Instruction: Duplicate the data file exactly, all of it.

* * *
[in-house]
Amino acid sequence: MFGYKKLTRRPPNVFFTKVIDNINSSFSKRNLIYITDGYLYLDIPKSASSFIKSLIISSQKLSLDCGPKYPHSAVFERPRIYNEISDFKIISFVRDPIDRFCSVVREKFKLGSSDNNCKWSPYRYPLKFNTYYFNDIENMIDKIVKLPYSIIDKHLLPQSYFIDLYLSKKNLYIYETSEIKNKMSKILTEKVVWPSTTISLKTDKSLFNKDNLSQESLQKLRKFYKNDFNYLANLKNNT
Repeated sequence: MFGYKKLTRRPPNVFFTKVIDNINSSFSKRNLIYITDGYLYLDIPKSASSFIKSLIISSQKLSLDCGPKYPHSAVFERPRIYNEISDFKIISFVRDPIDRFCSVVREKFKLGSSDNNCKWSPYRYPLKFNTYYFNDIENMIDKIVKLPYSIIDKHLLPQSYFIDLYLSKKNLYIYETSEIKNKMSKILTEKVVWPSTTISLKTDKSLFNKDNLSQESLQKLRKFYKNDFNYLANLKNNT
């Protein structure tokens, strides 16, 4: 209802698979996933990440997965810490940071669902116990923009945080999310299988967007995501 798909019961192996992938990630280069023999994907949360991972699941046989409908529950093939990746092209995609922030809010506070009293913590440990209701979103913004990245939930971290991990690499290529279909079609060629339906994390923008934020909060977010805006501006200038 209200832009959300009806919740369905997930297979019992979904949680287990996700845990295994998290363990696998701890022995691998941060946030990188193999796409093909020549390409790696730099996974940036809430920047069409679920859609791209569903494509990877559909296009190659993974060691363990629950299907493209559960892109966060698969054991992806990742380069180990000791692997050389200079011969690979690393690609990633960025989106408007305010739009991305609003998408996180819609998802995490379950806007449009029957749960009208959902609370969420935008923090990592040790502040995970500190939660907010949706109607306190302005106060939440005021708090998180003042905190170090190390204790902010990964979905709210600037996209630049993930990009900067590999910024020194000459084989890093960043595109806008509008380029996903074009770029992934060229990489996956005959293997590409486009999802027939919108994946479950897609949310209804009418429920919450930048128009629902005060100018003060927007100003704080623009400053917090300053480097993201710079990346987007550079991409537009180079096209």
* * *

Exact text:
[in-house]
Amino acid sequence: MFGYKKLTRRPPNVFFTKVIDNINSSFSKRNLIYITDGYLYLDIPKSASSFIKSLIISSQKLSLDCGPKYPHSAVFERPRIYNEISDFKIISFVRDPIDRFCSVVREKFKLGSSDNNCKWSPYRYPLKFNTYYFNDIENMIDKIVKLPYSIIDKHLLPQSYFIDLYLSKKNLYIYETSEIKNKMSKILTEKVVWPSTTISLKTDKSLFNKDNLSQESLQKLRKFYKNDFNYLANLKNNT
Repeated sequence: MFGYKKLTRRPPNVFFTKVIDNINSSFSKRNLIYITDGYLYLDIPKSASSFIKSLIISSQKLSLDCGPKYPHSAVFERPRIYNEISDFKIISFVRDPIDRFCSVVREKFKLGSSDNNCKWSPYRYPLKFNTYYFNDIENMIDKIVKLPYSIIDKHLLPQSYFIDLYLSKKNLYIYETSEIKNKMSKILTEKVVWPSTTISLKTDKSLFNKDNLSQESLQKLRKFYKNDFNYLANLKNNT
């Protein structure tokens, strides 16, 4: 209802698979996933990440997965810490940071669902116990923009945080999310299988967007995501 798909019961192996992938990630280069023999994907949360991972699941046989409908529950093939990746092209995609922030809010506070009293913590440990209701979103913004990245939930971290991990690499290529279909079609060629339906994390923008934020909060977010805006501006200038 209200832009959300009806919740369905997930297979019992979904949680287990996700845990295994998290363990696998701890022995691998941060946030990188193999796409093909020549390409790696730099996974940036809430920047069409679920859609791209569903494509990877559909296009190659993974060691363990629950299907493209559960892109966060698969054991992806990742380069180990000791692997050389200079011969690979690393690609990633960025989106408007305010739009991305609003998408996180819609998802995490379950806007449009029957749960009208959902609370969420935008923090990592040790502040995970500190939660907010949706109607306190302005106060939440005021708090998180003042905190170090190390204790902010990964979905709210600037996209630049993930990009900067590999910024020194000459084989890093960043595109806008509008380029996903074009770029992934060229990489996956005959293997590409486009999802027939919108994946479950897609949310209804009418429920919450930048128009629902005060100018003060927007100003704080623009400053917090300053480097993201710079990346987007550079991409537009180079096209």